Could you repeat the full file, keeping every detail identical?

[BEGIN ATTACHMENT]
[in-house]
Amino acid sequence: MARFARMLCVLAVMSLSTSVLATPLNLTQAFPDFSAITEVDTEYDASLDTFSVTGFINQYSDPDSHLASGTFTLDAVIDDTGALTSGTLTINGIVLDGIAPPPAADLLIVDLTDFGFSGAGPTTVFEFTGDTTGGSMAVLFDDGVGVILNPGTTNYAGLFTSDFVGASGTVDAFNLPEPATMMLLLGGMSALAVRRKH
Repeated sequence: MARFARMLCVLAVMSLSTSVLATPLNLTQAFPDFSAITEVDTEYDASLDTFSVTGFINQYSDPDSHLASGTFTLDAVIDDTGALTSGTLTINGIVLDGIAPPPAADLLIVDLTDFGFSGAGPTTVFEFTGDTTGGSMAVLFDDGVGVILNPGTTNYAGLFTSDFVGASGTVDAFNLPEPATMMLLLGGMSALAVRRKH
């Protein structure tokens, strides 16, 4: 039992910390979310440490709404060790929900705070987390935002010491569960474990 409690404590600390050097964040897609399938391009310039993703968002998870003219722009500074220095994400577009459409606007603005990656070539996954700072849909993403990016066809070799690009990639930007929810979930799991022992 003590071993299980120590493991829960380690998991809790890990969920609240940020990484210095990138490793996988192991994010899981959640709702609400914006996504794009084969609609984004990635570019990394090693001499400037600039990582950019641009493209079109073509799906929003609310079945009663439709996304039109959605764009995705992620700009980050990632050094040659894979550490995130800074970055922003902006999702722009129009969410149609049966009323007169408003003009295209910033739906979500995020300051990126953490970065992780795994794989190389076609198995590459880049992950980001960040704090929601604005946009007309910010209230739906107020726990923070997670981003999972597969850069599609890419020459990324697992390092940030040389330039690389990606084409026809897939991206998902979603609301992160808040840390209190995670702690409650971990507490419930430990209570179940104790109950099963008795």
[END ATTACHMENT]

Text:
[in-house]
Amino acid sequence: MARFARMLCVLAVMSLSTSVLATPLNLTQAFPDFSAITEVDTEYDASLDTFSVTGFINQYSDPDSHLASGTFTLDAVIDDTGALTSGTLTINGIVLDGIAPPPAADLLIVDLTDFGFSGAGPTTVFEFTGDTTGGSMAVLFDDGVGVILNPGTTNYAGLFTSDFVGASGTVDAFNLPEPATMMLLLGGMSALAVRRKH
Repeated sequence: MARFARMLCVLAVMSLSTSVLATPLNLTQAFPDFSAITEVDTEYDASLDTFSVTGFINQYSDPDSHLASGTFTLDAVIDDTGALTSGTLTINGIVLDGIAPPPAADLLIVDLTDFGFSGAGPTTVFEFTGDTTGGSMAVLFDDGVGVILNPGTTNYAGLFTSDFVGASGTVDAFNLPEPATMMLLLGGMSALAVRRKH
């Protein structure tokens, strides 16, 4: 039992910390979310440490709404060790929900705070987390935002010491569960474990 409690404590600390050097964040897609399938391009310039993703968002998870003219722009500074220095994400577009459409606007603005990656070539996954700072849909993403990016066809070799690009990639930007929810979930799991022992 003590071993299980120590493991829960380690998991809790890990969920609240940020990484210095990138490793996988192991994010899981959640709702609400914006996504794009084969609609984004990635570019990394090693001499400037600039990582950019641009493209079109073509799906929003609310079945009663439709996304039109959605764009995705992620700009980050990632050094040659894979550490995130800074970055922003902006999702722009129009969410149609049966009323007169408003003009295209910033739906979500995020300051990126953490970065992780795994794989190389076609198995590459880049992950980001960040704090929601604005946009007309910010209230739906107020726990923070997670981003999972597969850069599609890419020459990324697992390092940030040389330039690389990606084409026809897939991206998902979603609301992160808040840390209190995670702690409650971990507490419930430990209570179940104790109950099963008795």